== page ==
Wednesday, 20 July 2011

Summer in the Garden


 SUMMER IN THE GARDEN

There is always an opportunity to do a bit of gardening in between thunder storms. The weather continues to keep us on our toes. We got the expected three days really hot weather at the beginning of July, (the Scottish summer), but let’s hope there is still a few more warm days left.
The extreme weather has caught out a lot of crops, but others have responded very positively. I have a very heavy crop of apples, blackcurrants, saskatoons and strawberries, but precious little plums and pears which were shredded by the gales. My figs are down to about a dozen, (last year I had over forty), and every time I check on my peach tree there are further fruit losses. Last week we were down to the last two peaches, one for each of us, then, on checking after the thunderstorms, I noticed that Anna’s had fallen off!!!
However we have no problem with drought, and now there is a bit of warmth in the sun, a lot of plants are beginning to put on a bit more growth.
Checking last year’s diary, we seem to be running at least one week earlier this year, especially for soft fruit. Gardens in England are a lot further ahead as they have had some very hot weather, though not a lot of rain. Those that can irrigate their crops have a huge advantage.

Flowers

The Delphiniums are stealing the show this month. The spikes are very big and the colours strong, but there was a fair bit of damage after the July thunderstorm. I bought a packet of seed about fifteen years ago from Blackmore and Langdon who specialize in Delphiniums and got about thirty plants. I still have six of the best left producing intense blue spikes every year.
My lilies are now coming into flower with Lilium candidum, the Madonna lily, coming into bloom first. I like this variety as the scented flower heads are held upright.
Annual Shirley poppies have started flowering, though the Californian poppy has been out for weeks and the Iceland poppies which flower in spring continue to bloom.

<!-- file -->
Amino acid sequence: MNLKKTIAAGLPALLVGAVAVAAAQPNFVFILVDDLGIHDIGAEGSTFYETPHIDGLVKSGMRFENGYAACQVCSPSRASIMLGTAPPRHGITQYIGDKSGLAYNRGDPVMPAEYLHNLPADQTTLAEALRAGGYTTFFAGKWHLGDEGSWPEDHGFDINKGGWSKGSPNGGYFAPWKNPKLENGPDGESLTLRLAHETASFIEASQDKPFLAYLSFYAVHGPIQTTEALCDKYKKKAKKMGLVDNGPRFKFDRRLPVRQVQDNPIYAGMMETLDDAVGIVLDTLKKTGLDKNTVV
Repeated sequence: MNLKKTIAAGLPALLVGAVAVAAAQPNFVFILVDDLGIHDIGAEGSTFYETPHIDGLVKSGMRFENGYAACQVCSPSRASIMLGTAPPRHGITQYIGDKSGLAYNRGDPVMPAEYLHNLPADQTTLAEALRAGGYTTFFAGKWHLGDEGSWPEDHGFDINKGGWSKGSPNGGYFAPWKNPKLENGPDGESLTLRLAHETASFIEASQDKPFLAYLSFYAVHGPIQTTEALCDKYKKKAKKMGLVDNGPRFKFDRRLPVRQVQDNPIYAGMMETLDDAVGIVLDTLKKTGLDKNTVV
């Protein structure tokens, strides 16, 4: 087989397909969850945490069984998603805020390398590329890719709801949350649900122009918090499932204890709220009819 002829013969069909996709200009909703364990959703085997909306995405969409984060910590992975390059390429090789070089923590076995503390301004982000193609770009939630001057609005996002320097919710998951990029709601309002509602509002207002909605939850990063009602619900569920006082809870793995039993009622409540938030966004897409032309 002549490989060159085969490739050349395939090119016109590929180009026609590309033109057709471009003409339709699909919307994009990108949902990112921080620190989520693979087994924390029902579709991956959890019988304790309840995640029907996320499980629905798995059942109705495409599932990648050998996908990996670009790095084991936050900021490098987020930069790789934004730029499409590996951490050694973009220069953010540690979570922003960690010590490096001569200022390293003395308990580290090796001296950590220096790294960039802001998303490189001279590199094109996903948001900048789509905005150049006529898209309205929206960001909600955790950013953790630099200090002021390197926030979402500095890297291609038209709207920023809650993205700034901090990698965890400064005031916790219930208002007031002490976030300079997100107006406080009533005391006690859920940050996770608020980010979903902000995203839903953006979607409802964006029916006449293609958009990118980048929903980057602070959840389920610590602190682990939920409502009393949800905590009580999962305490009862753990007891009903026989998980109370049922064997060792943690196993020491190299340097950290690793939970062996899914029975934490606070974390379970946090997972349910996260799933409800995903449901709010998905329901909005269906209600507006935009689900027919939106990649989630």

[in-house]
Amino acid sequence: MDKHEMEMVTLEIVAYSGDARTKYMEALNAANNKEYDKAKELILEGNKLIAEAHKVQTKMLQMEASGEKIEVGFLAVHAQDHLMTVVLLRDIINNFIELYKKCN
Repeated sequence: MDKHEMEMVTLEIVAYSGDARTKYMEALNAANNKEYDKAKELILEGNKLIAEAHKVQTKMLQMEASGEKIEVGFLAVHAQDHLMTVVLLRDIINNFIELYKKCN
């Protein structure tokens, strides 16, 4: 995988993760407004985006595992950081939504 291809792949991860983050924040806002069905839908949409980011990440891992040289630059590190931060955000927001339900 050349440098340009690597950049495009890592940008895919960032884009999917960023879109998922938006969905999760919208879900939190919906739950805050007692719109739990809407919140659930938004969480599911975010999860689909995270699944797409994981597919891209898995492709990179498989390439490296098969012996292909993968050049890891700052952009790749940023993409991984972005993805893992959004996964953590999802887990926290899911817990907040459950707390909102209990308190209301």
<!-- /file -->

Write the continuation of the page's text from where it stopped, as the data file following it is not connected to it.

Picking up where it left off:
Fruit

Late strawberries Florence and Symphony are at their best in mid to late July and my perpetual variety Malling Opal has a terrific flavour, but it is not producing any runners to keep the stock going. Black and red currants and saskatoons are a week ahead of last year with huge crops. There is too much to eat, freeze, make jam and compote, so I have started to use them for wine making. I look forward to trying out my Saskatoon wine.
I have also started a batch of Aronia (Chokeberry) wine. Interesting times lie ahead.
Saskatoon netting is now in place to protect the crop from birds, much to the severe annoyance of my local blackbird, who really gave me a piece of his mind, but soon realized that no amount of charging at the net would work. I’ll leave him the late berries after I pick the crop as there is plenty for all of us. My cherry tree is now recovering from the blackfly infestation, so I hope it will push out some fresh young shoots.
Outdoor grape Brant has recovered from the gales and is putting out shoots ten foot long. There is an excellent crop of young grapes, but to encourage the plant to put its energy into the fruit, the long shoots need removing by cutting back to two leaves after every bunch.

Vegetables

Planting has continued with cauliflower and leeks getting transplanted, as well as pumpkins and courgettes now that all frost risk has gone. The latter two crops got a lot of garden compost added to the soil to increase fertility and retain moisture.
A row of early salads under low polythene tunnels have now all been used, so the space has been used for a late sowing of carrots, hoping that they will miss the attention of the carrot fly.
Harvesting continues with early cauliflower, lettuce, radish, spring onions, baby beetroot, swiss chard and golden ball turnips.
Brassicas have not had a good start this year. They were all netted against pigeons, but caterpillars have been a constant nuisance, and clubroot has been a major problem in strong summer sunshine as there was not enough roots left to take in moisture. Rotation is the only solution, as chemicals are no longer available, but as I grow wallflower and radish and sow green manures with mustard, it is hard to keep a strict rotation. Clubroot spores can remain in the soil for up to twelve years.

House plants

Spare Busy Lizzies left over from the summer bedding make excellent house plants but need good compost and regular watering and feeding. Another short lived, but good house plant is our cactus, Chamaecereus sylvestrii. It gets ignored for most of the year, but as long as it gets left in a sunny window sill, with a wee bit of watering every second month or so it will cover itself in flowers in early summer. At that time give it a bit more water and a wee feed.


End

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